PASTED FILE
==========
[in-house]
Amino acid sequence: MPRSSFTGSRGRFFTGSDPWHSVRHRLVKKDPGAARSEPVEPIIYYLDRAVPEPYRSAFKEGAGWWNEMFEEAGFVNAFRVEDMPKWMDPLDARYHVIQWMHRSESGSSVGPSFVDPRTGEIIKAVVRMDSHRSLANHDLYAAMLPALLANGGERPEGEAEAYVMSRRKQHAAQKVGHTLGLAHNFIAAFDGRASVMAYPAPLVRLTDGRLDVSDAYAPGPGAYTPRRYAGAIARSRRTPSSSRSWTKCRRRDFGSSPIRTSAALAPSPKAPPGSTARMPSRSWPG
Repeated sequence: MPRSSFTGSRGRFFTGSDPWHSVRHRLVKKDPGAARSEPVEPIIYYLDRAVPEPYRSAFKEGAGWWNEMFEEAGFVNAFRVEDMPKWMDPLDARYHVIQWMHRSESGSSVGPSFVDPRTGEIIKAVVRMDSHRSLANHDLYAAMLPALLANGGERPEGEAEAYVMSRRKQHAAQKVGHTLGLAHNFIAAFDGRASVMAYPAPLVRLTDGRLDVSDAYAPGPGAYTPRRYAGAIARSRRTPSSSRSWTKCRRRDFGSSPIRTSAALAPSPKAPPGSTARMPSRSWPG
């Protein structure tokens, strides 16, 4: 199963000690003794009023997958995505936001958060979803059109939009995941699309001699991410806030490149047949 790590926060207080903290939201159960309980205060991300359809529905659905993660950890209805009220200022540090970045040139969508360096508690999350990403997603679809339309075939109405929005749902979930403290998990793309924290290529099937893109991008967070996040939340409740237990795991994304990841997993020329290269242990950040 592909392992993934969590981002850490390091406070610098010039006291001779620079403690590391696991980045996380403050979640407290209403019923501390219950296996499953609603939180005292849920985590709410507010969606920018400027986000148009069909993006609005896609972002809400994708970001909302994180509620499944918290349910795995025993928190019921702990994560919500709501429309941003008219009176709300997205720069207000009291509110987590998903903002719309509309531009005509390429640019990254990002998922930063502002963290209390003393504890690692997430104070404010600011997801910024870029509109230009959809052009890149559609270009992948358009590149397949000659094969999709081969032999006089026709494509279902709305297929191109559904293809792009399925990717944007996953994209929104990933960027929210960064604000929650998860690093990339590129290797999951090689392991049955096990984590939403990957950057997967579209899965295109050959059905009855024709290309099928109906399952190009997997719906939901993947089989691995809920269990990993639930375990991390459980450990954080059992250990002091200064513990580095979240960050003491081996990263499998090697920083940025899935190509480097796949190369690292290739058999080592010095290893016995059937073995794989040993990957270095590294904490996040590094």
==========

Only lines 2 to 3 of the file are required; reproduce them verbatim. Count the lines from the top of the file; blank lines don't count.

Amino acid sequence: MPRSSFTGSRGRFFTGSDPWHSVRHRLVKKDPGAARSEPVEPIIYYLDRAVPEPYRSAFKEGAGWWNEMFEEAGFVNAFRVEDMPKWMDPLDARYHVIQWMHRSESGSSVGPSFVDPRTGEIIKAVVRMDSHRSLANHDLYAAMLPALLANGGERPEGEAEAYVMSRRKQHAAQKVGHTLGLAHNFIAAFDGRASVMAYPAPLVRLTDGRLDVSDAYAPGPGAYTPRRYAGAIARSRRTPSSSRSWTKCRRRDFGSSPIRTSAALAPSPKAPPGSTARMPSRSWPG
Repeated sequence: MPRSSFTGSRGRFFTGSDPWHSVRHRLVKKDPGAARSEPVEPIIYYLDRAVPEPYRSAFKEGAGWWNEMFEEAGFVNAFRVEDMPKWMDPLDARYHVIQWMHRSESGSSVGPSFVDPRTGEIIKAVVRMDSHRSLANHDLYAAMLPALLANGGERPEGEAEAYVMSRRKQHAAQKVGHTLGLAHNFIAAFDGRASVMAYPAPLVRLTDGRLDVSDAYAPGPGAYTPRRYAGAIARSRRTPSSSRSWTKCRRRDFGSSPIRTSAALAPSPKAPPGSTARMPSRSWPG